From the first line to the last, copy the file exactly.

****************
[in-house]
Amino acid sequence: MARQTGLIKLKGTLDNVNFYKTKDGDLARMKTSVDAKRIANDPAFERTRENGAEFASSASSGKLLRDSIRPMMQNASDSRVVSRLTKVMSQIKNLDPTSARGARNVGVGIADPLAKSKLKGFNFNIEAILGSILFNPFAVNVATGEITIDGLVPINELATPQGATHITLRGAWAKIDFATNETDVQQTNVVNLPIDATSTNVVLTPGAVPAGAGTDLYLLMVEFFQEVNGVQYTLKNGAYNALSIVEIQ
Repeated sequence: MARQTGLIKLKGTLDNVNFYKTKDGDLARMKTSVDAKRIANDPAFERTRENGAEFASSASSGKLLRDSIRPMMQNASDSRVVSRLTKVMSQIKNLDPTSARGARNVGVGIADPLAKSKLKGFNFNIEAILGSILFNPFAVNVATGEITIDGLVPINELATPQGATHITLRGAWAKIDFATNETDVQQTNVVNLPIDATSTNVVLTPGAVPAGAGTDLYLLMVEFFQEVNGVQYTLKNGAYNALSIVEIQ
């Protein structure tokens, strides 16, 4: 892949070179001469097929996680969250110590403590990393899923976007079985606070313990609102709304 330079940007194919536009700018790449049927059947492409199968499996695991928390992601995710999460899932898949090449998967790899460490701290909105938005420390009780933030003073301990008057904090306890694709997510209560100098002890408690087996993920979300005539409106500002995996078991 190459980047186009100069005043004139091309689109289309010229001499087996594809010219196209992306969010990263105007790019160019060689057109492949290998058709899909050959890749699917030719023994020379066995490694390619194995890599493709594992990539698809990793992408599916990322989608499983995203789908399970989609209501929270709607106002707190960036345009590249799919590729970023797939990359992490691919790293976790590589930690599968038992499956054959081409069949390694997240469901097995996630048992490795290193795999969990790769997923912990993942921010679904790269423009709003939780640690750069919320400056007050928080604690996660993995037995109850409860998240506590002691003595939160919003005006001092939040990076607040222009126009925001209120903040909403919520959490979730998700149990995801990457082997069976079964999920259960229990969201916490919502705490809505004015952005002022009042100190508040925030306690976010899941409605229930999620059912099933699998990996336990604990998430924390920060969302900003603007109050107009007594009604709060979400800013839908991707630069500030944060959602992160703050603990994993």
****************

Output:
[in-house]
Amino acid sequence: MARQTGLIKLKGTLDNVNFYKTKDGDLARMKTSVDAKRIANDPAFERTRENGAEFASSASSGKLLRDSIRPMMQNASDSRVVSRLTKVMSQIKNLDPTSARGARNVGVGIADPLAKSKLKGFNFNIEAILGSILFNPFAVNVATGEITIDGLVPINELATPQGATHITLRGAWAKIDFATNETDVQQTNVVNLPIDATSTNVVLTPGAVPAGAGTDLYLLMVEFFQEVNGVQYTLKNGAYNALSIVEIQ
Repeated sequence: MARQTGLIKLKGTLDNVNFYKTKDGDLARMKTSVDAKRIANDPAFERTRENGAEFASSASSGKLLRDSIRPMMQNASDSRVVSRLTKVMSQIKNLDPTSARGARNVGVGIADPLAKSKLKGFNFNIEAILGSILFNPFAVNVATGEITIDGLVPINELATPQGATHITLRGAWAKIDFATNETDVQQTNVVNLPIDATSTNVVLTPGAVPAGAGTDLYLLMVEFFQEVNGVQYTLKNGAYNALSIVEIQ
């Protein structure tokens, strides 16, 4: 892949070179001469097929996680969250110590403590990393899923976007079985606070313990609102709304 330079940007194919536009700018790449049927059947492409199968499996695991928390992601995710999460899932898949090449998967790899460490701290909105938005420390009780933030003073301990008057904090306890694709997510209560100098002890408690087996993920979300005539409106500002995996078991 190459980047186009100069005043004139091309689109289309010229001499087996594809010219196209992306969010990263105007790019160019060689057109492949290998058709899909050959890749699917030719023994020379066995490694390619194995890599493709594992990539698809990793992408599916990322989608499983995203789908399970989609209501929270709607106002707190960036345009590249799919590729970023797939990359992490691919790293976790590589930690599968038992499956054959081409069949390694997240469901097995996630048992490795290193795999969990790769997923912990993942921010679904790269423009709003939780640690750069919320400056007050928080604690996660993995037995109850409860998240506590002691003595939160919003005006001092939040990076607040222009126009925001209120903040909403919520959490979730998700149990995801990457082997069976079964999920259960229990969201916490919502705490809505004015952005002022009042100190508040925030306690976010899941409605229930999620059912099933699998990996336990604990998430924390920060969302900003603007109050107009007594009604709060979400800013839908991707630069500030944060959602992160703050603990994993």